Businesses will usually find it easier to link to their Twitter accounts when creating their Pinterest login, since Pinterest allows linking to only Facebook’s personal pages – not Facebook’s business pages – during registration.
Once you’ve registered, you can delink your Pinterest account from Facebook or Twitter if you want to. However, the smart thing to do for most wellness businesses is to integrate both your Facebook and Twitter accounts with Pinterest as fully as possible so that cross-posting happens automatically.
When you register, use your business name as your username. Include a paragraph about your health and wellness interests, plus your website URL, in the About section on your profile. Use your keywords!
Tips on creating an effective Pinterest presence
When you create pinboards
- Create several boards, not just one (it’s the opposite of your website strategy, where multiple websites is usually a bad idea) .
- Give them enticing – but meaningful – names. Don’t get so clever that no one knows what the heck your Pinboard’s about. Use keywords when possible.
- Assign your new pinboard to a category. Right now, the only explicit health and wellness category for pinboards is “Fitness.”
When you post
- Pinterest is all about eye-catching visuals. No one cares about another stock photo of a treadmill, or another picture of a 10% body-fat woman doing chest presses with ludicrously lightweight dumbbells. If you post text, it needs strong design elements, too. You can’t just type something up in Word and throw a screen capture up there.
- Use keywords. This strategy is especially important because there aren’t many health and wellness categories so far.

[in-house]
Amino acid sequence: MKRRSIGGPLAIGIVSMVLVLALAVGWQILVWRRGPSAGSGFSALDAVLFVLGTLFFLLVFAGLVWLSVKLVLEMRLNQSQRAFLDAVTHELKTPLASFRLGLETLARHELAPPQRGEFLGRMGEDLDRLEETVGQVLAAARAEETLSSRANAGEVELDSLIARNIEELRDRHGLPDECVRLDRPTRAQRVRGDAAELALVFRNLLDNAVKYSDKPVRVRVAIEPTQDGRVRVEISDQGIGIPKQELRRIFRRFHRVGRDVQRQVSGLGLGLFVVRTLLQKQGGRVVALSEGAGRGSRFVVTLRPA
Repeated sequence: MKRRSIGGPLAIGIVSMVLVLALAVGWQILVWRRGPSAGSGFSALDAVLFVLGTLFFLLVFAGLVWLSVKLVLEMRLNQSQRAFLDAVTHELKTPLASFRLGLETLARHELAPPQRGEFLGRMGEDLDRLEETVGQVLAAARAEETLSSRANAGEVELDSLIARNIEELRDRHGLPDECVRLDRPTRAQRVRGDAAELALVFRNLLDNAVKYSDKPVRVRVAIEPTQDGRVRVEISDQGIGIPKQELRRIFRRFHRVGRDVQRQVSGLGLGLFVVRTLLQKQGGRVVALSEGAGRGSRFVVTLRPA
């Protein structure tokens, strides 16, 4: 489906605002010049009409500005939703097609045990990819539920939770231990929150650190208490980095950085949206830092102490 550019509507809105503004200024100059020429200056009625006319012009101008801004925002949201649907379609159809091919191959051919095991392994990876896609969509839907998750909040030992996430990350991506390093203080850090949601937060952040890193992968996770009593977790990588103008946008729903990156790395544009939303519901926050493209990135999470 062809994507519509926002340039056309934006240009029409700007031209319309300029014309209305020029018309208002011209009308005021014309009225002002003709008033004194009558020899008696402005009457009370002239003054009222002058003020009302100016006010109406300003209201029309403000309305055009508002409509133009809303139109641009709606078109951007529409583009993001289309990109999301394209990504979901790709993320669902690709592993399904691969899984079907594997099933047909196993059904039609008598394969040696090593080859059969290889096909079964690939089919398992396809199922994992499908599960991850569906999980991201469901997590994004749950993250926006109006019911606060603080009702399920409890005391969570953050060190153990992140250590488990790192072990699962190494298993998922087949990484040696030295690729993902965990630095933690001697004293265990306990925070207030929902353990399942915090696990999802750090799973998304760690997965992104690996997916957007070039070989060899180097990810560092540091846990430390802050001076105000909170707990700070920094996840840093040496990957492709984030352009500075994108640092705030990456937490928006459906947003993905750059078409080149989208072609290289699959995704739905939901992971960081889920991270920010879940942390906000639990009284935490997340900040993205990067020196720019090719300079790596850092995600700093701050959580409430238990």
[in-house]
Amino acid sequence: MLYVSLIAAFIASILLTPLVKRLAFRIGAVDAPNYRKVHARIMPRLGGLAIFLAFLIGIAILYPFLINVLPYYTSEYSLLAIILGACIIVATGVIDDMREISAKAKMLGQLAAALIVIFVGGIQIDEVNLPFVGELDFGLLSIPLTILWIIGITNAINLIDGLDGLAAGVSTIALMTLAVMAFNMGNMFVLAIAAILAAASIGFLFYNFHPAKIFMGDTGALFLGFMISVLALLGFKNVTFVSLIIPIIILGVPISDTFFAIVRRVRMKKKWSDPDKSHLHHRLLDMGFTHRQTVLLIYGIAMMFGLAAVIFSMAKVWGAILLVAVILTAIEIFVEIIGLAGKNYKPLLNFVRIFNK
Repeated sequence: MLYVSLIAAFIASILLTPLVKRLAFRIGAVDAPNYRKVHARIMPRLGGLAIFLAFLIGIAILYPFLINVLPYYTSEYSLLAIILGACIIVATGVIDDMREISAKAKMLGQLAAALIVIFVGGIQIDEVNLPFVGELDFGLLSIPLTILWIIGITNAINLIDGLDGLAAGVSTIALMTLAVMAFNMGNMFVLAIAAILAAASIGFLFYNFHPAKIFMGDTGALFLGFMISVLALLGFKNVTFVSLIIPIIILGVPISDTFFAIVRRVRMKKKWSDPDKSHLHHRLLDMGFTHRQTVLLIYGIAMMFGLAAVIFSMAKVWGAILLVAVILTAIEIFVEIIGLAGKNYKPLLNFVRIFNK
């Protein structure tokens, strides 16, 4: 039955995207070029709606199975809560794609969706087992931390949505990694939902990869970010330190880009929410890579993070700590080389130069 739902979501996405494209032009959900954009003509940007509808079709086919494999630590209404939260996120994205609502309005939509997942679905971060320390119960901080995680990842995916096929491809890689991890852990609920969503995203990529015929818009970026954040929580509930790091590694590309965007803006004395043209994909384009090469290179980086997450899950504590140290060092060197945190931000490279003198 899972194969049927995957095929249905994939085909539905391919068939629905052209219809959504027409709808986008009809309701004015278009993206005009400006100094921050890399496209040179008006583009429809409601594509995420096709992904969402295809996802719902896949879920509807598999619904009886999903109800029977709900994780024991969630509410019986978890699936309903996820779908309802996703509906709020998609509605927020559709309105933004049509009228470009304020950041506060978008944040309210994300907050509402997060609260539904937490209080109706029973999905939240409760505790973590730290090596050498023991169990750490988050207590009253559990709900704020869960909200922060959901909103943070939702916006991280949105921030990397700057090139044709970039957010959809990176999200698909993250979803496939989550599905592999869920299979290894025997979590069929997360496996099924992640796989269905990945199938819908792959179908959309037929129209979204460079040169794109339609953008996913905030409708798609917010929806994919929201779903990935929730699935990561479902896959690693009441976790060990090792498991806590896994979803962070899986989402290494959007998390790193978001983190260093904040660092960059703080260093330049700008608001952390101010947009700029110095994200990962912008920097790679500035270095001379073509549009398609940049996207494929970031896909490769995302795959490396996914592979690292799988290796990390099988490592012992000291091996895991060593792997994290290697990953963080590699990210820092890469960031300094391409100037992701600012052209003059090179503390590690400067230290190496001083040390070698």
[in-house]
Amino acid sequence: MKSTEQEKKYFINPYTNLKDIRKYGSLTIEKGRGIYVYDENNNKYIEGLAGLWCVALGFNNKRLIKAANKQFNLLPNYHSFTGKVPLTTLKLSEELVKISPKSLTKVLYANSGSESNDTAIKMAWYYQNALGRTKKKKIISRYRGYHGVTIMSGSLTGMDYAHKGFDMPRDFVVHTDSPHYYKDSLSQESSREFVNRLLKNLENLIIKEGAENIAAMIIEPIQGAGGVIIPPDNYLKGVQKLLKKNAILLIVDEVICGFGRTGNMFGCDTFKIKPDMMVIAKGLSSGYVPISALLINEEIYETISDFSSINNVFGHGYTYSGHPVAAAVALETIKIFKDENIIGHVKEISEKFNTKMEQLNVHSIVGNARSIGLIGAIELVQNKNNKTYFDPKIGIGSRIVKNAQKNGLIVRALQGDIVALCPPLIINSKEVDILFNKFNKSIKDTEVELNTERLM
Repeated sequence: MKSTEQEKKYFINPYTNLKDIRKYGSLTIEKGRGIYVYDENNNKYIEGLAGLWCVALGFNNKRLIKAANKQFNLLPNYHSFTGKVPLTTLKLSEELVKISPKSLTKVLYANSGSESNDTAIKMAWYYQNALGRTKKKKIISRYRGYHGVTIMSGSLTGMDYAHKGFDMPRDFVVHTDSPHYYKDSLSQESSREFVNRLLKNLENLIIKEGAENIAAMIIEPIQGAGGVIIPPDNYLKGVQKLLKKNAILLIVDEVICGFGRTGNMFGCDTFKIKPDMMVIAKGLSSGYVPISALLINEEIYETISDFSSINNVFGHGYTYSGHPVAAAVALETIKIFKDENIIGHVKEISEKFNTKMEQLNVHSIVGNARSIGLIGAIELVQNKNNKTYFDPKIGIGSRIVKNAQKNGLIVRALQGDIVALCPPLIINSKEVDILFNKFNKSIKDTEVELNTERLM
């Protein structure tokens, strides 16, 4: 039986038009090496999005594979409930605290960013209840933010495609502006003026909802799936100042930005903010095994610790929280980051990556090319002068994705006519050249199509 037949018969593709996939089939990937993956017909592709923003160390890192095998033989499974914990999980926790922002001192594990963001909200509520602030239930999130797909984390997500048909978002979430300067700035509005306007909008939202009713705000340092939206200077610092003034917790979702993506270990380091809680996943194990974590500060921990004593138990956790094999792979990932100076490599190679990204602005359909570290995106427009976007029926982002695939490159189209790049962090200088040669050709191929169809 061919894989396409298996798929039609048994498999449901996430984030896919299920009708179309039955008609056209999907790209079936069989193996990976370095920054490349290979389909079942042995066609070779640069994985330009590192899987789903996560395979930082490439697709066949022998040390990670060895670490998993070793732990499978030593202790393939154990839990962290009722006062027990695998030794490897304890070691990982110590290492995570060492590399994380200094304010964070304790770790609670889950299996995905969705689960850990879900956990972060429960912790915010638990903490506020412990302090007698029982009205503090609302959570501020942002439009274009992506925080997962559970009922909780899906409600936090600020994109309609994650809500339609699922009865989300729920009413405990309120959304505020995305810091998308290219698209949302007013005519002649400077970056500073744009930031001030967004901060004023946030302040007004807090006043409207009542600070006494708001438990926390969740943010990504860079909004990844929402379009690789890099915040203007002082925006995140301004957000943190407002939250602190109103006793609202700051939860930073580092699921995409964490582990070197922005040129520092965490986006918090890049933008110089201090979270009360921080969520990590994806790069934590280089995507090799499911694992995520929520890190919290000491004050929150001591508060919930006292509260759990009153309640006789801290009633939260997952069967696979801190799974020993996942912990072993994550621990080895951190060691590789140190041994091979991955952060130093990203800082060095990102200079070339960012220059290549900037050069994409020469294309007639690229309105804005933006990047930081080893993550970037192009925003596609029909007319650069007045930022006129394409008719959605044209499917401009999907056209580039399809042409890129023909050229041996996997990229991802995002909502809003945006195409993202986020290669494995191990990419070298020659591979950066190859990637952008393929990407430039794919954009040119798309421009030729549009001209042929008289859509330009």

- Reference other Pinterest users by using “@username” in the description of the content you’re posting. It’s another way to build your network.
- Don’t limit yourself to posting – commenting’s another good way to attract followers.
- Repin images you find on other Pinboards (similar to “retweet” and “like” on Twitter and Facebook) – this is how you attract followers and build your network.
- If you have actual products to sell, include a currency symbol and price ($25) in the description and your pin may show up in the Pinterest “Gifts” category.
- Pin from multiple sites, not just your website. Pinterest is more about attracting people interested in a particular topic than it is about attracting people directly to your business.
We love it! Give us some ideas for how to use it!
- Videos you’ve already posted on Youtube
- Visually appealing health and wellness products with a very short “see it, like it, buy it” chain. Example: cute yoga outfits
- High-value attention-grabbing content like infographics
- Amazing pictures related to your wellness business or professional focus – for example, one of our clients has a very artistic and striking photo gallery of cancer survivors on their website, and it would be easy to pin related content from other sites, too
- Early product designs, where you ask for feedback
- Collections of coupons or other resources that would be useful to people leading healthy lifestyles
- Motivational or funny or thought-provoking quotes and photos sourced from your clients and customers (gives them a reason to invite their friends to join, which gives you more visibility)
- Content for specific classes or programs, like a Recipe Makeover pinboard where people post pictures linked to their before/after recipes
- Seasonal, holiday or health observance pinboards
- Photos from your clients’ corporate wellness challenges
- Best of/worst of lists – top superfoods, best exercises for a particular purpose, top lifestyle tips, etc.
Latest posts by Leslie Nolen - Radial (see all)
- Sales Friction: How Wellness Businesses Scare Off New Clients - November 20, 2017
- Five Essential Holiday Email Promos for Fitness & Wellness Businesses - October 30, 2017
- The Three Stages of Health & Wellness Business Growth: Unique Challenges & Priorities - October 25, 2017